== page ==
The First Valentine

When we were growing up, my sister (who is two years younger) and I (who was about four) engaged in a fixed ritual nearly every week night. We knew that at exactly 5:50 p.m. we should start walking up the block and, a few minutes later, my father would appear like magic. We could see him in the distance as he came around the corner walking the last leg of his 15 minute stroll from Long Island Railroad station.

The minute we saw him, Patti and I would break out in the fastest run we could shouting “Daddy, Daddy” until we literally careened into him, jumping and smothering him in hugs and kisses. Now my Dad didn’t like us running too much, and he liked us shouting even less, but somehow he never complained about this custom.

Valentine’s Days were especially exciting because he would come around the corner with a big chocolate heart for my Mother and smaller ones for each of us. I remember being so excited about this (and not really because of the candy, although that was good) because somehow I knew that a box of chocolate was a grown-up gift and that I—all of four or six or even fifteen—was getting one. “I’m the luckiest guy today,” he would always say, “ because I have three valentines.”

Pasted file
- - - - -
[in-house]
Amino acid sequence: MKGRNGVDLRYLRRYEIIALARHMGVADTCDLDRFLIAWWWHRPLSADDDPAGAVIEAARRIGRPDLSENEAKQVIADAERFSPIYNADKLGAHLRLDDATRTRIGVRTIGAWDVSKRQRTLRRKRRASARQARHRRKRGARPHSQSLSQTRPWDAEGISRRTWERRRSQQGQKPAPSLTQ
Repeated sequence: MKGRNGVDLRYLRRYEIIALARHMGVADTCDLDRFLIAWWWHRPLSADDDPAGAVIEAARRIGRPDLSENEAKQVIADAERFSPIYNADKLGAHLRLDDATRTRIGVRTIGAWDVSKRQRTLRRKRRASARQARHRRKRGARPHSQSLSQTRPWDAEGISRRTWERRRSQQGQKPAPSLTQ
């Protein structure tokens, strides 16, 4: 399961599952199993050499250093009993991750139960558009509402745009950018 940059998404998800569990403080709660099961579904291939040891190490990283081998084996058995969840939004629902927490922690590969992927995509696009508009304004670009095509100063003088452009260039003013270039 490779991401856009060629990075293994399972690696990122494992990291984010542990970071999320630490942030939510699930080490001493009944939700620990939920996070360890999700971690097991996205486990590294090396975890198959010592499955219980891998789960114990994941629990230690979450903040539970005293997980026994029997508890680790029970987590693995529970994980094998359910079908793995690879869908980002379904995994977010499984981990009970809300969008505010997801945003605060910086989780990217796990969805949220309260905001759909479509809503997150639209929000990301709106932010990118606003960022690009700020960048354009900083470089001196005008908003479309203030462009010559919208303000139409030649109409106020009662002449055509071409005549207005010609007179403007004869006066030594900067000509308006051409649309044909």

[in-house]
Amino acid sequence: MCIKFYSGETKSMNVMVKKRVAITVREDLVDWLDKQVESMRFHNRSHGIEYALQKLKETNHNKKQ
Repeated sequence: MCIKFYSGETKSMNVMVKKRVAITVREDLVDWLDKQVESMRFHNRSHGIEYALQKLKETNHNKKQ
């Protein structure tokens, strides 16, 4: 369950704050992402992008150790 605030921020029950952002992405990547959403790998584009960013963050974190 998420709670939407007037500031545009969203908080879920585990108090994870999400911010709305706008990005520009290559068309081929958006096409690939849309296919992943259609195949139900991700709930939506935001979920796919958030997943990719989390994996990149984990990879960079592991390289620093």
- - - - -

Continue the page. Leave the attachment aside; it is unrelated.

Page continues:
My Dad never missed bringing us a heart each year, never listening when we were in our teens and told him we wouldn’t eat the chocolate, not stopping even after we told him it was old-fashioned, even after we’d moved on to cities and spouses and families of our own, nor after he’d retired and didn’t walk home from work anymore. On Valentine’s Day he always had that little something for his three valentines.

So for all Dads out there, including my own, who gave their hearts to their daughters all those years ago, know that others may come and go but, on Valentine’s Day, we all harken back to the guy who really was—and still is–our first love.

Happy Valentine’s Day!

Deb

One Response to “The First Valentine”

  1. Lyle Hill says:

    I had the opportunity of meeting your dad on two occasions and my impression was that he was a really nice guy and most likely a great father. Thanks for letting me know that my impression was correct. Lyle

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